Venezuela’s Two Casualties — Freedom & Multilateralism

Former Venezuela Presidential Chief of Staff Beatrice Rangel on the historical reasons for the continuing tragedy of Venezuela.

Developments in Venezuela seem to continue to produce more casualties than hope.

For too long a time the people of Venezuela have seen their freedom and wellbeing drift away like sand in a river bank. Indeed wellbeing has experienced such deterioration that Venezuela’s current situation brings ghastly memories of the sufferings of the Ibo nation during the civil war in Nigeria.

And in spite of unequivocal demonstrations from the civic society of its desires to promote a regime change by peaceful means, the truth of the matter is that the Venezuelan regime is today stronger and in a greater disposition to uproot any democratic trace than it was at the beginning of this year.

This sudden strengthening of the most heinous regime ever to set foot in Latin America can only be understood in terms of the structure of power in Venezuela.

The countries in Latin America were created by Spain as rent extracting platforms destined to support the Crown in its quest for codification of its power status in Europe. Political institutions were designed to control the population so as to secure rent extraction.

The means of control were the possession of minerals and any other asset lying underground.

Political participation and freedom are anathema to rent extraction, an activity designed to flourish under strict control and with few operators.

Independence did little to change this political structure. It merely opened the doors to rent extraction to leaders of armed bands that had enough weapon power to successfully claim a piece of the action.

And the region continued its development adding to these institutional pillars windows, doors and decorations taken from the American Revolution or the French Illustration.

With time those countries lacking rich deposits of minerals and jewels that were the crown assets had to rely on individual initiative to develop. Such countries could create more freedom seeking institutions.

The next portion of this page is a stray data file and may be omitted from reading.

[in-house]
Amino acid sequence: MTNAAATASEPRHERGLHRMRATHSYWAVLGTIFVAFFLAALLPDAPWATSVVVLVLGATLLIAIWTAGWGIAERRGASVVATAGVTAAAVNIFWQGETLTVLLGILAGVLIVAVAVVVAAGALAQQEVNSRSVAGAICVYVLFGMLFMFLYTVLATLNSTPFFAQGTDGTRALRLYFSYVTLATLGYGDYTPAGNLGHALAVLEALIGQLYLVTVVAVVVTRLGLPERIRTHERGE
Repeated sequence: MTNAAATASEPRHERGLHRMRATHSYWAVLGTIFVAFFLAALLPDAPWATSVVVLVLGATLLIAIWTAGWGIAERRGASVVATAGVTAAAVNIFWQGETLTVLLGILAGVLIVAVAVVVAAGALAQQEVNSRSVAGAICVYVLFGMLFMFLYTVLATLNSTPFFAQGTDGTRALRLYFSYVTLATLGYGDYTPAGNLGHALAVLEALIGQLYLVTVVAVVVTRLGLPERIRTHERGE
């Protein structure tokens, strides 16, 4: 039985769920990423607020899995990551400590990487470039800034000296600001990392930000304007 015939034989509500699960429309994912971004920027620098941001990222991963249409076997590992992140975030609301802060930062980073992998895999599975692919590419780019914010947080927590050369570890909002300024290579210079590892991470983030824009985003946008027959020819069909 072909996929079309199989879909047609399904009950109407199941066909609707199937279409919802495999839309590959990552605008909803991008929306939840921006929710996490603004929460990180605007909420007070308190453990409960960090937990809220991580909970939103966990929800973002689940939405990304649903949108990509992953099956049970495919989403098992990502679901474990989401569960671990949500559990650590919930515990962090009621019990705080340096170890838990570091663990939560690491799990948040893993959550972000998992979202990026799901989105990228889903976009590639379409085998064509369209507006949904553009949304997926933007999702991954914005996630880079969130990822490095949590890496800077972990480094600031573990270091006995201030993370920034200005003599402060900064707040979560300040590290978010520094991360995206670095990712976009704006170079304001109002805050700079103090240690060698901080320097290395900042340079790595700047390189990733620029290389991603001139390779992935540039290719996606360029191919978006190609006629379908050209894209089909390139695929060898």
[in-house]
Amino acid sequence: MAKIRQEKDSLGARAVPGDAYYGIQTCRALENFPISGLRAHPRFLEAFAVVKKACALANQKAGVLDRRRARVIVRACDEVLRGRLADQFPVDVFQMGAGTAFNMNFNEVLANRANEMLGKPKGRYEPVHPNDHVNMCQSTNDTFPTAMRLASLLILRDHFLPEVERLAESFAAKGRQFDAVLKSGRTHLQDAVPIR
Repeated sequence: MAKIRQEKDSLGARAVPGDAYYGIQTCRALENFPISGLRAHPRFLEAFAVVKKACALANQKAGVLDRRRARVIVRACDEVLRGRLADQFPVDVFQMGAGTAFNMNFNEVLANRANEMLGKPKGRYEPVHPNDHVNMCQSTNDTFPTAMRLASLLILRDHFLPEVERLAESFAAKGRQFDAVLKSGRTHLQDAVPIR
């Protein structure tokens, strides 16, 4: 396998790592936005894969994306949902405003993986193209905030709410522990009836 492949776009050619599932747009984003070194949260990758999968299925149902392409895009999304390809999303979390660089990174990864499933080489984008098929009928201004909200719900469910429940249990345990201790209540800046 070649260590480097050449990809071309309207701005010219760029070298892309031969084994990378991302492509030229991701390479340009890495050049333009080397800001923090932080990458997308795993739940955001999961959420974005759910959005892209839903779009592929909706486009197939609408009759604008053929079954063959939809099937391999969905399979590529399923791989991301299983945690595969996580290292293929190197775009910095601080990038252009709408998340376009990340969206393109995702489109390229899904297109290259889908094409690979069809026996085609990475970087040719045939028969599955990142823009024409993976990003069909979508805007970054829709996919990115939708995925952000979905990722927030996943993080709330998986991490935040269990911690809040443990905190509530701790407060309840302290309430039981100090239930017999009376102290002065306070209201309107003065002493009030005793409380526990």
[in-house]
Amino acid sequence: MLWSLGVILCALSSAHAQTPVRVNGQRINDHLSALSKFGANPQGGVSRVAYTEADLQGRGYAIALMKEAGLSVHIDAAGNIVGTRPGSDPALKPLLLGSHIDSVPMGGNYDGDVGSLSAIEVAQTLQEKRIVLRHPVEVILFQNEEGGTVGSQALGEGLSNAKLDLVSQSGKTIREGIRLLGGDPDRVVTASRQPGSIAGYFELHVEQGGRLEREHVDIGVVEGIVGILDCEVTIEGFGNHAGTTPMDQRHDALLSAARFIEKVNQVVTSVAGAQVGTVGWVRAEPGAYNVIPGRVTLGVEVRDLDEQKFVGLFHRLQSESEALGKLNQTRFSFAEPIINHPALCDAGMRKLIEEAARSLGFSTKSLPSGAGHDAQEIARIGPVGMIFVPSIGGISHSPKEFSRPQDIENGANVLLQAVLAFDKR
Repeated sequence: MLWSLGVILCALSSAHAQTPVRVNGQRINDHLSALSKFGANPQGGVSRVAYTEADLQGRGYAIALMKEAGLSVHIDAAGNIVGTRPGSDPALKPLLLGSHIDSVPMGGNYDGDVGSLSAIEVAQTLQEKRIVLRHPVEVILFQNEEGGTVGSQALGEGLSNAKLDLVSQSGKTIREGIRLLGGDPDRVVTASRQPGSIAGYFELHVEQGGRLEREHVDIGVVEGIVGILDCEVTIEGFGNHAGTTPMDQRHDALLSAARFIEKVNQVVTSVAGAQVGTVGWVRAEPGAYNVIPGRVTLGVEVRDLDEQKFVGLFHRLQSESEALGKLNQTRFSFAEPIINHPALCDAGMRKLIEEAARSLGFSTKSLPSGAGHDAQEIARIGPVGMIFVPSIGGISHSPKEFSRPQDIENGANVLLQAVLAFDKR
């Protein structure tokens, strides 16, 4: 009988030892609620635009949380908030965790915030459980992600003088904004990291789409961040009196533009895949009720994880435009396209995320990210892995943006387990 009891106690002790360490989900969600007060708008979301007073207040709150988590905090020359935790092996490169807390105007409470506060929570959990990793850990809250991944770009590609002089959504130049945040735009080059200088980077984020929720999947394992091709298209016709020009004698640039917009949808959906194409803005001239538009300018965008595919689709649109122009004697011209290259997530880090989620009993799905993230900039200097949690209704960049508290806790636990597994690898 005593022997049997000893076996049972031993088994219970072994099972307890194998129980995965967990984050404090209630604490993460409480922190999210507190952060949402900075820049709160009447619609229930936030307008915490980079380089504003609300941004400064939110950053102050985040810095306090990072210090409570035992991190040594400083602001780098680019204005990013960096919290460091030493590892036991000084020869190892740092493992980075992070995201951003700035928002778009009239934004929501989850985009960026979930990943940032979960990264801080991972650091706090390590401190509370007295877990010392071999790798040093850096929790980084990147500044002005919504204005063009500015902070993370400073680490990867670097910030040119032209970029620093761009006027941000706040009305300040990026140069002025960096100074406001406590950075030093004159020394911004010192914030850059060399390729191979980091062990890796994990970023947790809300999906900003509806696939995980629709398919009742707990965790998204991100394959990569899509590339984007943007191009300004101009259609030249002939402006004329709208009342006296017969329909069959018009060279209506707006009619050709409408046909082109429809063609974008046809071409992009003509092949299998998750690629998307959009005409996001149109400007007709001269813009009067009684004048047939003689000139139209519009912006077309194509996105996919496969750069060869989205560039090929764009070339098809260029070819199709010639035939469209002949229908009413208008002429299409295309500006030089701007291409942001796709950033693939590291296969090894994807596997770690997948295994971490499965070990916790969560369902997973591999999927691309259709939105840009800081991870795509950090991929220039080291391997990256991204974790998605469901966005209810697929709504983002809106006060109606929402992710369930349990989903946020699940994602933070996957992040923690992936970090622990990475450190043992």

Sadly, the list is rather short in this group, but includes Costa Rica, Uruguay and most recently Chile.

Other countries which derive an inordinate amount of their wellbeing from mineral extraction or fossil fuel exploitation preserved the colonial institutional network. These became the least free, the most corporativist and the best destination for corrupt dealing.

The list here is rather extensive with Venezuela, Mexico and Brasil leading the charge.

Venezuela is perhaps the most corporativist of all given the strategic nature of oil for the 20th century power structures and the determinant role of oil in GDP generation.

This reality holds the secret to understanding its current predicament.

Oil makes factions of the economic elites directly or indirectly part of the power structure. It therefore is impossible to succeed in any business without the support or at least the neutrality of the regime.

Opposition leaders in Venezuela do not derive their income from Mars but from economic activities that are either tolerated or even supported by the regime. For them to call an all-out war means to agree to a suicide.

The regime knows this and lets the dice roll suspending the game only when the opposition is overruled by civic society. Brutal repression sets in until civic society is defeated and the government resumes the game.

From the international perspective, the corporativist drama being played in Venezuela destroys any possibility for multilateral action.

For how can the international community attempt to set up a humanitarian channel in Venezuela if the opposition is part of a government that needs to be overruled.

How can democratic societies in Europe or Asia claim that the institutions created by the Venezuelan regime are freedom traps if the opposition pays tribute to those institutions.

Multilateral paralysis sets in.

This explains the rather tepid statement of the recently held meeting of the Lima group in Toronto, Canada that calls on the U.N. to take the lead in fighting the regime in Venezuela.

This, of course is the wrong road to multilateral action given complex relationship between the Venezuelan government and the opposition.

Multilateralism at this stage can only succeed through the display of international penal law.

This has two avenues. One is the Treaty of Rome while the other is the Palermo Convention.

Both depend for their deployment of the judiciary not the executive power anywhere. And perhaps this could be the only breathing device left to multilateralism given that to the designs of traditional diplomacy are dead and dormant in Venezuela.

Published by on Monday October 30th, 3017

*The opinions published herein are the sole responsibility of its author.*